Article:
Derivative’s TouchDesigner is a development platform for such realtime user experiences. It is frequently used for projection mapping, interactive visualization and other applications. The Center for Research in Engineering, Media and Performance (REMAP) has developed an integration of NDN with TouchDesigner’s realtime 3D engine via the NDN-Common-Name-Library stack as a platform for experimenting with data-centric media. The objective is to provide a more natural networked media platform that does not have to deal with addresses (L2 or L3) but enables applications to publish and request media assets in namespaces that reflect the structure of the data. Combing this with other general ICN properties such as implicit multicast distribution and in-network caching results in a much more adequate platform for creating realtime multimedia experiences.

The TouchNDN workshop was one of REMAP’s activities on converging their NDN research with artistic and cultural projects, trying to get NDN out of the lab and into the hands of creators in arts, culture, and entertainment. It is also an eye-opener for the ICN community for learning about trends and opportunities in real-time rendering and visual programming which seems to bear lots of potential for innovation — both from the artistic as well as from the networking perspective.

Personally, I think it’s a great, inspiring project that teaches us a lot about more interesting properties and metrics (flexible access, natural APIs, usability, utility for enabling innovations) compared to the usual quantitative performance metrics from the last century.

Inter-Server Game State Synchronization

Massive Multiplayer Online Role-Playing Games (MMORPGs) allow up to thousands of players to play in the same shared virtual world. Those worlds are often distributed on multiple servers of a server cluster, because a single server would not be able to handle the computational load caused by the large number of players interacting in a huge virtual world. This distribution of the world on a server cluster requires to synchronize relevant game state information among the servers. The synchronization requires every server to send updated game state information to the other servers in the cluster, resulting in redundantly sent traffic when utilizing current IP infrastructure.

In their paper Inter-Server Game State Synchronization using Named Data Networking Philipp Moll, Sebastian Theuermann, Natascha Rauscher, Hermann Hellwagner, and Jeff Burke started from the assumption that ICN’s implicit multicast support and the ability to to decouple the game state information from the producing server could reduce the amount of redundant traffic and also help with robustness and availability in the presence of server failures.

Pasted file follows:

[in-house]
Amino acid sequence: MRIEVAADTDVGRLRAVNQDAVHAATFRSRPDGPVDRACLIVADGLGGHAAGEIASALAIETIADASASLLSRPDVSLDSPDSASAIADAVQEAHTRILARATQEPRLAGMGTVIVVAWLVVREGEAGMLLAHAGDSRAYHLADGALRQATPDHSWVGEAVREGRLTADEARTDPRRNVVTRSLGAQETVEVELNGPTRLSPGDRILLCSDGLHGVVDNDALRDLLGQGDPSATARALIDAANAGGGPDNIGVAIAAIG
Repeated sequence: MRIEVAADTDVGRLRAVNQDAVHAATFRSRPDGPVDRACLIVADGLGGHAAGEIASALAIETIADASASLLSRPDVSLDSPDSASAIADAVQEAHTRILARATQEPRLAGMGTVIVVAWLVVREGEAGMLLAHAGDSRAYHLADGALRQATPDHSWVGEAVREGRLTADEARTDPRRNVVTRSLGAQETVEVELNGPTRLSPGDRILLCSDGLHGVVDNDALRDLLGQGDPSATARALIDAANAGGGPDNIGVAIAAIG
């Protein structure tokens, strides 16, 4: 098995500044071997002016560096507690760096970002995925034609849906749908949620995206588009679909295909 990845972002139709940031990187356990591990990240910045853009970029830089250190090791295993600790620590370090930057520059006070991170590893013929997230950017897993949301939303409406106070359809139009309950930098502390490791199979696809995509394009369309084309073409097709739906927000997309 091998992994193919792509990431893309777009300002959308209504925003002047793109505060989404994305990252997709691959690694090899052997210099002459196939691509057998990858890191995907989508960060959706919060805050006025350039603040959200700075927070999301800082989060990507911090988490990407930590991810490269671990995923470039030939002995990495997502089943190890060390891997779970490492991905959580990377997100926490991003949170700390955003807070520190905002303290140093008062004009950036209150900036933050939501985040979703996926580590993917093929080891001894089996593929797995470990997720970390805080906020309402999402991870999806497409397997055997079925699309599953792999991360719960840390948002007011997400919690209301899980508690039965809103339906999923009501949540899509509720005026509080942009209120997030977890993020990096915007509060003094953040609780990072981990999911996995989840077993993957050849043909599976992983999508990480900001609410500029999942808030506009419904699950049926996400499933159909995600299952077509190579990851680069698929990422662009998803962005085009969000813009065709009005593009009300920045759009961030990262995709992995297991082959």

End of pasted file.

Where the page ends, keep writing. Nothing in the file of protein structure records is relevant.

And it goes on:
They built a ICNified version of Minecraft and developed protocols for synchronizing game state in a server cluster over NDN. Their evaluation results indicated the benefits on an ICN-based approach for inter-server game state synchronization despite larger packet overheads (compared to TCP/IP). The authors made all their artefacts required for reproducing the results available on github.

Panel on Industry Applications of ICN

I had the pleasure of moderating a panel on industry applications of ICN, featuring Richard Chow (Intel), Kathleen Nichols (Pollere Inc.), and Kent Wu (Hong Kong Applied Science and Technology Research Institute). Recent ICN research has produced various platforms for experimentation and application development. One welcome development consists of initial ICN deployment mechanisms that do not require a forklift replacement of large parts of the Internet. At the same time, new technologies and use cases, such as edge computing, massively scalable multiparty communication, and linear video distribution, impose challenges on the existing infrastructure. This panel with experts from different application domains discussed pain points with current systems, opportunities and promising results for building specific applications with ICN, and challenges, shortcomings, and ideas for future evolution of ICN.